A riot or a raid? Ten years on from that night of mayhem
Editor RICHARD OSLEY recalls a surreal evening when rioters stared down the police
Friday, 13th August 2021 — By Richard Osley
A fire burns in Camden High Street on the night the ‘London Riots’ came to NW1
IT felt surreal at the time, and 10 years on looking back, it still does.
A “riot” was unfolding in front of our eyes, but it never really felt like we were reporting from a treacherous danger zone where our own safety was at risk.
Bottles flew, objects were thrown and refuse bins were set alight. And of course it would have felt like a very different experience for the rows of besieged police officers.
But those not in uniform simply walked on past – or stood watching, at least.
In fact, at times it was hard to decipher, who was in on it and who wasn’t. Groups of teenagers giggled from the sidelines, a preacher marched back and forth, an elderly woman shouted curse words but stumbled on through and there we were, a team of journalists live “tweeting” from the scene and taking photos of that ugly night in Camden Town.
The CNJ’s front page ten years ago
A couple of hundred people who stormed the streets here in August 2011 were not interested in us.
In fact, it remains a moot point what they were actually interested in.
While the original disorder had been sparked by the police shooting of Mark Duggan and the furious response to his death in Tottenham, the riots appeared to have changed in nature over the following few days.
It was a slowish spread to Camden and rather than emerge here as a scene of a protest, this chapter of the “London Riots” had become intertwined with or even overtaken by strategic looting.
In daylight hours, shops boarded up their front windows as if a hurricane was coming.
There was chat online about which might be the next area to be hit, and sure enough the storm eventually arrived in Chalk Farm Road and Camden High Street.
Our area did not see burning furniture shops and Camden got off lightly so to speak, compared to Haringey and Croydon – but an unprecedented pitched battle did develop.
A group of young, and let’s say youngish, people faced down rows of shield-carrying police officers, while the shops had their protective shutters peeled away.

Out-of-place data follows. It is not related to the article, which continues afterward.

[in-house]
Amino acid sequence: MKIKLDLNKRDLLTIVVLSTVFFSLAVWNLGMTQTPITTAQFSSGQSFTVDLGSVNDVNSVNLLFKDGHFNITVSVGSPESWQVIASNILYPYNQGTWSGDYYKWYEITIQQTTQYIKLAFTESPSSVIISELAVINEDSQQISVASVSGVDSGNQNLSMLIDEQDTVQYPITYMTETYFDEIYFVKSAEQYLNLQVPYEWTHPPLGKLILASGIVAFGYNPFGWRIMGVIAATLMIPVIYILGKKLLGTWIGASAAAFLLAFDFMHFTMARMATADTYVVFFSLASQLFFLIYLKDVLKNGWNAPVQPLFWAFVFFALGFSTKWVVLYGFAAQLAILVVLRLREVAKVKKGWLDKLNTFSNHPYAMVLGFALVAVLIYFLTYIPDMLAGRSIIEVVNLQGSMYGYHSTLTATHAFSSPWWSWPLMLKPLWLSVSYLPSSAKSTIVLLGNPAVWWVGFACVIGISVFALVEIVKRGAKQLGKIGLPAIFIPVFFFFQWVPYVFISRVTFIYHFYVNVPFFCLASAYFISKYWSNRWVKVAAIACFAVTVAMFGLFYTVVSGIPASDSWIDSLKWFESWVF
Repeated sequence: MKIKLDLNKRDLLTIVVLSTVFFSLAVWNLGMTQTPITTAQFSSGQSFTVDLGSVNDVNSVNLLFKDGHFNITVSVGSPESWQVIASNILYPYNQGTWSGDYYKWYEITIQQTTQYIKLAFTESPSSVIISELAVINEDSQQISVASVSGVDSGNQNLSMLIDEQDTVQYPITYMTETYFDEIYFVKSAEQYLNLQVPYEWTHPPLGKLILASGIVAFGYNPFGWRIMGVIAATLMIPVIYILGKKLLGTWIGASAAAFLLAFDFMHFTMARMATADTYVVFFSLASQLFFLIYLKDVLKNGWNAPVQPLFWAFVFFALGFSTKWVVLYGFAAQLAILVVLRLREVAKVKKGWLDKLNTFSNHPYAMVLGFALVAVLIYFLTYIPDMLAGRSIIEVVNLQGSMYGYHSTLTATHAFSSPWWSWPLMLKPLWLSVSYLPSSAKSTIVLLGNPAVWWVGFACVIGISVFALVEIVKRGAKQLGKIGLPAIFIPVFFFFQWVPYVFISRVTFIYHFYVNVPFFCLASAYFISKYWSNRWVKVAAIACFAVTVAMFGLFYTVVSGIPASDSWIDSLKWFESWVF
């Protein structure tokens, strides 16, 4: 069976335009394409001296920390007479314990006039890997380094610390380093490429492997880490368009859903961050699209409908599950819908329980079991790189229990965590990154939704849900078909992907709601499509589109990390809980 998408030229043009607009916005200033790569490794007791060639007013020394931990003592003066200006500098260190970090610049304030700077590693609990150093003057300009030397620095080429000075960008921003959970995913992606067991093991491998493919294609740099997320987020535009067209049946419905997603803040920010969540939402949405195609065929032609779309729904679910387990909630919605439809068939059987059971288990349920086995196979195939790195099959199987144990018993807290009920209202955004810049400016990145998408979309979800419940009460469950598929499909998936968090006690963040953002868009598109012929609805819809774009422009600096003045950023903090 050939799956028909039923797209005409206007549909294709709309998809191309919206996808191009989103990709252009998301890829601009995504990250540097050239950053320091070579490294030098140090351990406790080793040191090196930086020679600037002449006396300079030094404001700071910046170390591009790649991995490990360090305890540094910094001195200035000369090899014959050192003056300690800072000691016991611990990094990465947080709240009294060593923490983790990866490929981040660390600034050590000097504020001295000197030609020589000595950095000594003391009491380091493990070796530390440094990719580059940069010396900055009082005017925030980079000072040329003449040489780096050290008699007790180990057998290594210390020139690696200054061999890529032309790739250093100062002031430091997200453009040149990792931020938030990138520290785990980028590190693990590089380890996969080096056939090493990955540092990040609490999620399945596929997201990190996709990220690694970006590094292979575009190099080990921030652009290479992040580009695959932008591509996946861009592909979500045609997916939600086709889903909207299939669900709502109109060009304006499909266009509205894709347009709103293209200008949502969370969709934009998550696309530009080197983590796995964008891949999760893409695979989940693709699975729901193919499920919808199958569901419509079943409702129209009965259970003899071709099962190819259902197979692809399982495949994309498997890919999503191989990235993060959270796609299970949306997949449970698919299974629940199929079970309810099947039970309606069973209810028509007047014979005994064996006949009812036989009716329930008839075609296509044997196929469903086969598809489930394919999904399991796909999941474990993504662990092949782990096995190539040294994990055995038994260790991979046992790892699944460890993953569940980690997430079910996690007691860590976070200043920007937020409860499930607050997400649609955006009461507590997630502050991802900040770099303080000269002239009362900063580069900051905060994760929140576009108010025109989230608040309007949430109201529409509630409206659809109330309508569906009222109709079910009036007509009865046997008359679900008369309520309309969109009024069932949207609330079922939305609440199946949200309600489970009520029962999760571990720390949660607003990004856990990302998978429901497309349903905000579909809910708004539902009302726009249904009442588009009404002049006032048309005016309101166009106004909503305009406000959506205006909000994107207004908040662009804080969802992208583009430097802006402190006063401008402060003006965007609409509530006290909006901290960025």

Police assemble in Chalk Farm Road and, below, some shops prepared by boarding up their windows
At some point, the police decided they would not intervene due to the risk of escalation.
They stood their ground in a formation, and shops – mainly mobile phone stores and expensive fashion retailers – were raided in front of them.
Bikes were taken in a sort of a trolley-dash fashion from the old Evans cycle shop; its cash tills found days afterwards on a nearby rooftop.
Eric Gordon, the New Journal’s editor until his death earlier this year, had been among the witnesses to the mayhem, watching in the street until 3am – slightly up from where we were in Chalk Farm Road.
Then 80, for many years he had expressed astonishment at the lack of public anger over the inequalities that divide our city, and he appeared almost disappointed that the event in Camden no longer seemed to be about exposing the obvious breakdown in trust between some communities and the police.
He wrote that the targets had been “mobile phone shops – and these had been carefully selected,” adding: “What I had witnessed had been a planned raid on selected shops by a gang who had come into the area from other parts of London.”
Instead of being challenged there and then, the thieves – and also those who had blindly followed friends to the scene, presumably for misguided larks – were pursued relentlessly in the months that followed.
The sentences meted out to them occasionally left human rights lawyers aghast, although many others were less sympathetic.
Hampstead and Kilburn MP Glenda Jackson suggested that water cannons should have been used and had little time for anybody who suggested this had been a fightback against a system stacked against the disadvantaged.
“You don’t shit on your own doorstep,” she said.
Police in Chalk Farm Road where the La1 shop was looted
Her old Labour colleagues were nonetheless warning this week not to stand complacent about what had been behind the disorder.
The looting made the ensuing community debate complicated; in Tottenham, the anger over Mr Duggan’s death was palpable, but on the streets in Camden those involved were dismissed as “thugs” looking for an expensive new phone.
It was too complex for many to ask whether poverty or a feeling of desperation had created conditions whereby somehow looting no longer seemed outrageous to these young opportunists.
The old Evans bike shop was swiftly raided
The issue of how London should be policed has persisted, however.
In the wake of George Floyd’s murder in Minnesota, an arrest unfolded in Finsbury Park last summer in which a black man cried out “get off my neck” as an officer appeared to kneel on him.
Last week, the officer was told no further action would be taken but he should take the chance to reflect on his actions.
Even the councillors in neighbouring Islington said they were disturbed that this had been the final conclusion. So multiply that feeling by 10 for those who have more contact with the police.
Ten years on, the riots in London may seem like a historic event, but don’t be fooled into thinking that base of resentment has simply gone away.